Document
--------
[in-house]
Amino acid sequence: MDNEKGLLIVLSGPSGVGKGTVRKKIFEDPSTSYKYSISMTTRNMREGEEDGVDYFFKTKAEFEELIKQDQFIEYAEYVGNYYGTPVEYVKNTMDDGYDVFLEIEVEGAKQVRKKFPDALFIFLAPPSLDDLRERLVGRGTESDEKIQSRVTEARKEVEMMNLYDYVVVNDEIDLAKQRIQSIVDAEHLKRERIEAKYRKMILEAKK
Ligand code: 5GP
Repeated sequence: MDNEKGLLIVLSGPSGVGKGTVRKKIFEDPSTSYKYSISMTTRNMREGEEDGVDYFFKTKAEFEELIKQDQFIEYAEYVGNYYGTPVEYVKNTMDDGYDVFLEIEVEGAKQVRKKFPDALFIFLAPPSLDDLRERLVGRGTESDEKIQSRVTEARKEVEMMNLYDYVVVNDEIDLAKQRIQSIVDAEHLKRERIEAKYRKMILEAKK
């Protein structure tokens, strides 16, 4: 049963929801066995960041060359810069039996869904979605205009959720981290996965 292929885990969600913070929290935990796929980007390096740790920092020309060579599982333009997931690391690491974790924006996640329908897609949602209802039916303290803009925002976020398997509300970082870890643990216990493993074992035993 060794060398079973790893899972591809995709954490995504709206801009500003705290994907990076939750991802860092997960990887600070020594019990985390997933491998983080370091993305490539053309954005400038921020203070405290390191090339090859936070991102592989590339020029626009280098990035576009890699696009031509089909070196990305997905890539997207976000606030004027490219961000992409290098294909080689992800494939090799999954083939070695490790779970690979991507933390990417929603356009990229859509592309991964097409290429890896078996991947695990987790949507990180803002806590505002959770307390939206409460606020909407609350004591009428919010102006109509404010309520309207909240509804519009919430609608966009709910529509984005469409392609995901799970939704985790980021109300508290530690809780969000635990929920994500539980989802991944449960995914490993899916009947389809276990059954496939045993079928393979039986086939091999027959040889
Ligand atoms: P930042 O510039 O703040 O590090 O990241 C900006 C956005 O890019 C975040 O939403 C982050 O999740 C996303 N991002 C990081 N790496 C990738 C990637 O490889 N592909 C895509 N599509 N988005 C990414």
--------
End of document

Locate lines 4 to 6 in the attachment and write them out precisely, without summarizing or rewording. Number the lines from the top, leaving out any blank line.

Repeated sequence: MDNEKGLLIVLSGPSGVGKGTVRKKIFEDPSTSYKYSISMTTRNMREGEEDGVDYFFKTKAEFEELIKQDQFIEYAEYVGNYYGTPVEYVKNTMDDGYDVFLEIEVEGAKQVRKKFPDALFIFLAPPSLDDLRERLVGRGTESDEKIQSRVTEARKEVEMMNLYDYVVVNDEIDLAKQRIQSIVDAEHLKRERIEAKYRKMILEAKK
């Protein structure tokens, strides 16, 4: 049963929801066995960041060359810069039996869904979605205009959720981290996965 292929885990969600913070929290935990796929980007390096740790920092020309060579599982333009997931690391690491974790924006996640329908897609949602209802039916303290803009925002976020398997509300970082870890643990216990493993074992035993 060794060398079973790893899972591809995709954490995504709206801009500003705290994907990076939750991802860092997960990887600070020594019990985390997933491998983080370091993305490539053309954005400038921020203070405290390191090339090859936070991102592989590339020029626009280098990035576009890699696009031509089909070196990305997905890539997207976000606030004027490219961000992409290098294909080689992800494939090799999954083939070695490790779970690979991507933390990417929603356009990229859509592309991964097409290429890896078996991947695990987790949507990180803002806590505002959770307390939206409460606020909407609350004591009428919010102006109509404010309520309207909240509804519009919430609608966009709910529509984005469409392609995901799970939704985790980021109300508290530690809780969000635990929920994500539980989802991944449960995914490993899916009947389809276990059954496939045993079928393979039986086939091999027959040889
Ligand atoms: P930042 O510039 O703040 O590090 O990241 C900006 C956005 O890019 C975040 O939403 C982050 O999740 C996303 N991002 C990081 N790496 C990738 C990637 O490889 N592909 C895509 N599509 N988005 C990414």